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I am trying to create an alias in .bashrc to time-stamp a directory. Obviously, it's not working out too well for me. For example:

under .bashrc

alias testit="export testor=$(date +%d);mkdir ~/Desktop/$testor"


~> testit
mkdir: cannot create directory ‘/home/SJL/Desktop/’: File exists

now if I run in command instead

~> export testor=$(date +%d)
~> mkdir ~/Desktop/$testor

directory created, no problem.

Now if I run instead:

~> export testor=$(date +%d);mkdir ~/Desktop/$testor

again, no problem.

going back to using the alias stated in .bashrc it does not work.

It's really curious because I've done similar things many many many times, but it seems that there's something going on/wrong with the date formatting.

I would really appreciate your input.

marked as duplicate by Michael Homer, Satō Katsura, phk, Kusalananda, Gilles May 13 '17 at 22:29

This question has been asked before and already has an answer. If those answers do not fully address your question, please ask a new question.


When you create the alias, $testor has no value, and so the alias will be

export testor=13;mkdir ~/Desktop/

You can see what an alias expands to with alias aliasname.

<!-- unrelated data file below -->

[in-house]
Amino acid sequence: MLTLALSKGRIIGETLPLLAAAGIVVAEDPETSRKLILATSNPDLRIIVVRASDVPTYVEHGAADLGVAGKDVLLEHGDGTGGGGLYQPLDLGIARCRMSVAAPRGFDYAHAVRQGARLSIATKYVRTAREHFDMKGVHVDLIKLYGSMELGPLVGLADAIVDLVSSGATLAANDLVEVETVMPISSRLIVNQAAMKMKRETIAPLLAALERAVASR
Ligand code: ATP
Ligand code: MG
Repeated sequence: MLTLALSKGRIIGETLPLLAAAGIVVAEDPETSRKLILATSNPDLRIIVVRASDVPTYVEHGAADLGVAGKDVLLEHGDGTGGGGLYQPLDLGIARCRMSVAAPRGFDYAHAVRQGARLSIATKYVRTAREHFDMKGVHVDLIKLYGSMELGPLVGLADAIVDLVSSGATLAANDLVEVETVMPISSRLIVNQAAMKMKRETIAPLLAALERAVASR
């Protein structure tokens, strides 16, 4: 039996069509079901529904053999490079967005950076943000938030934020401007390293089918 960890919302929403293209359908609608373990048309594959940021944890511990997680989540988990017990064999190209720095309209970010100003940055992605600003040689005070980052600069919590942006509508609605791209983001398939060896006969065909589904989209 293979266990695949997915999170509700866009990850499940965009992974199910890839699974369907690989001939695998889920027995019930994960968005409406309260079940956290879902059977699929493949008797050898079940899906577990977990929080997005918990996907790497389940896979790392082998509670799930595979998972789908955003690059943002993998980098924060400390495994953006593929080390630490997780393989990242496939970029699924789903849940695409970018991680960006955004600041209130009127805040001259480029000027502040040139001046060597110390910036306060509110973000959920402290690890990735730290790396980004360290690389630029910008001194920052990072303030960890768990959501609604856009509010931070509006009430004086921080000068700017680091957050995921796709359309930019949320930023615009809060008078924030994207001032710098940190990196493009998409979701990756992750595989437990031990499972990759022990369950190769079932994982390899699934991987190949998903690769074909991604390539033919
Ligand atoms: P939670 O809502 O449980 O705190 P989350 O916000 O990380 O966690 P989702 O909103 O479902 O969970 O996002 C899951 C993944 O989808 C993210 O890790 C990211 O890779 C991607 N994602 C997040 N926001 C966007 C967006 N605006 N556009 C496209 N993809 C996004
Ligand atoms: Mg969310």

To fix this, use single quotes instead of double quotes. This defers the expansion of variables and command substitutions until you actually invoke the alias.

If you don't need $testor for anything else, just use

alias tester='mkdir "$HOME/Desktop/$(date '+%d')"'

Reading your comments, this would also work:

alias makedir='mkdir "$HOME/Desktop/$(date '+%d')"'
alias copyfile='cp somefile "$HOME/Desktop/$(date '+%d')"

Or, alternatively, a more elaborate shell function that allows for copying any file to the folder (which you would never be able to do with an alias).

copyfile () {
    destfolder="$HOME/Desktop/$(date '+%d')"
    if [ -d "$destfolder" ]; then
        mkdir "$destfolder"
    cp "$1" "$destfolder"

This defines a function called copyfile that will use cp to copy the file given on the command line to a date-stamped folder. If the folder does not exist, it is created.

  • Thank you, I appreciate the input, but I do need a dynamic variable. – user231192 May 13 '17 at 8:31
  • @user231192 So go with my suggestion and just replace the double quotes with single quotes then. – Kusalananda May 13 '17 at 8:32
  • I just checked it, oh wow... That works! Thanks! – user231192 May 13 '17 at 8:35
  • would you point me to the documents in regards to single and double quotes please? – user231192 May 13 '17 at 8:36
  • @user231192: Look in the bash man page in the section QUOTING. – camh May 13 '17 at 8:48

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